2012 London Olympics: Tyler Clary Sets Olympic Record in 200 Back Victory; Ryosuke Irie Earns Silver; Ryan Lochte Claims 10th Career Medal With Bronze

Full wall-to-wall coverage, including photo galleries, athlete interviews, recaps and columns are available at the Event Landing Page.

LONDON, England, August 2. USA's Tyler Clary shook off some self-inflicted public relations wounds with an Olympic record to win the men's 200-meter backstroke at the 2012 London Olympics.

Clary, who had been critical in the press of Michael Phelps during Olympic Training Camp before apologizing for the remarks, put all the drama aside to edge Japan's Ryosuke Irie for the Olympic gold medal, 1:53.41 to 1:53.78. Trailing Ryan Lochte at the 150-meter mark, both Clary and Irie had more in the tank. Clary's time bettered Lochte's Olympic record of 1:53.94 used to win gold at the 2008 Beijing Olympics, and improved his lifetime best of 1:54.53 from the techsuit era. Clary still stands fourth all time behind Aaron Peirsol, Irie and Lochte. The win kept the gold medal in American hands, as the U.S. has won each 200 back since 1996. The last non-American to win was Martin Lopez-Zubero at the 1992 Barcelona Olympics.

“I had a couple of different ways I had foreseen the race playing out with regards to everyone else in the heat and the way things were in the 100 (metres), it was going to be really tough to come back and get my hand on the wall,” Clary said. “But I stuck to my guns and I was able to come by in those last few 15 metres and get my hand on the wall. That was the perfect race I swam tonight, it couldn't have gone any better. I cannot think of anything I could have done any better in the last couple of races. Maybe there's a couple of things. You always have big dreams in your head. You hope that you might pull off something like that. It has not even processed in my mind yet. The fact that I am now the Olympic champion and record holder is something that is very humbling.”

Clary also spoke about overcoming hardship to make his way through Trials and wind up becoming an Olympic champion.

“It's complete redemption, the fact that trials didn't go the way I wanted and everything that's been going on leading up to this,” Clary said. “It's a testament to me more than anything that I can handle anything that gets thrown at me. The first thing that went through my mind after seeing the initial shock of seeing my name first was thinking about my late coach Kevin Perry. He was my coach through high school and easily the influence that got me where I am today and he's definitely looking down at me and smiling right now.”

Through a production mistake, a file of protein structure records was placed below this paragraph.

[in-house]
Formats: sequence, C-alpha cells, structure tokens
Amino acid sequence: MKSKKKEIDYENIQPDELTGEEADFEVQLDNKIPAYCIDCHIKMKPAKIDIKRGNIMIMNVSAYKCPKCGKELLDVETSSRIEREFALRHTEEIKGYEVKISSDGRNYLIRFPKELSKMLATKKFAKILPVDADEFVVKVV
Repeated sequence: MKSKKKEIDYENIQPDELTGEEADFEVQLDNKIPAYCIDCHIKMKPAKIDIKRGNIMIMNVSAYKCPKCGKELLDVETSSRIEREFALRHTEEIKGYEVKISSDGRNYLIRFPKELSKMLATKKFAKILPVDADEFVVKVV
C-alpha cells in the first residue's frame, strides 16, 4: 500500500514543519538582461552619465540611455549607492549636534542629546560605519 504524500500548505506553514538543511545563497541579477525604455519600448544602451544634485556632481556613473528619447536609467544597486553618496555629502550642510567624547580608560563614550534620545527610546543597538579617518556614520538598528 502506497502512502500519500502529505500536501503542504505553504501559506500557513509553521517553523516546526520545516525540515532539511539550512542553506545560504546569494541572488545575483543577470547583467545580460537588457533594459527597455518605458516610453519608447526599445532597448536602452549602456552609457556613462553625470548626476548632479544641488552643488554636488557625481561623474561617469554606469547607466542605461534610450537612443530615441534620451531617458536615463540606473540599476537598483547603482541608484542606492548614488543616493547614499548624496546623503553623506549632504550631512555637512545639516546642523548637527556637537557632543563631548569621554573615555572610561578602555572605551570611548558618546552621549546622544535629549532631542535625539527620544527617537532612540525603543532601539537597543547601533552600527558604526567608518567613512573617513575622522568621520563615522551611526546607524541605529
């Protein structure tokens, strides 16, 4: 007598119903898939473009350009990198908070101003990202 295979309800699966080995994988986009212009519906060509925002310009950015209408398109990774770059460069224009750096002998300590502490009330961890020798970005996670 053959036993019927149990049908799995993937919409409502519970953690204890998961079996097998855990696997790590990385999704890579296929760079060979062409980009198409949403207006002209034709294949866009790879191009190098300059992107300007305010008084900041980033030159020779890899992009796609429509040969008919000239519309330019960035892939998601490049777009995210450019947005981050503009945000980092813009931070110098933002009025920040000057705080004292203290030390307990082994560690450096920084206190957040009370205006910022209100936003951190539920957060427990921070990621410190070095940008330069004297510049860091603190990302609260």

Irie beat Lochte to the wall for silver, giving him a second Olympic medal. He finished third in the 100 back earlier in the week. That is the first medal for Japan in this event's history. Lochte, meanwhile, picked up his 10th career Olympic medal with a 1:53.94. That pushed him into a tie with Gary Hall Jr. and Franziska van Almsick on the all-time swimming medals chart. Lochte has the 200 IM ahead of him tonight as well.

“I wanted to see 'first' but I couldn't so I feel sorry,” Irie said. “I gave 100% so I am satisfied with my performance. I would like to achieve first next time, that's my future aim. The generation of swimmers has been changing at this Olympics.”

Poland's Radoslaw Kawecki (1:55.59), China's Zhang Fenglin (1:55.59), Japan's Kanako Watanabe (1:57.03), Israel's Yakov Toumarkin (1:57.62) and Australia's Mitch Larkin (1:58.02) also vied for Olympic gold in the event.

Results links, with splits, when available are located at the bottom of the article. Hit refresh to make sure you have the latest version of the story.

You can download, read, and save this special issue by clicking here.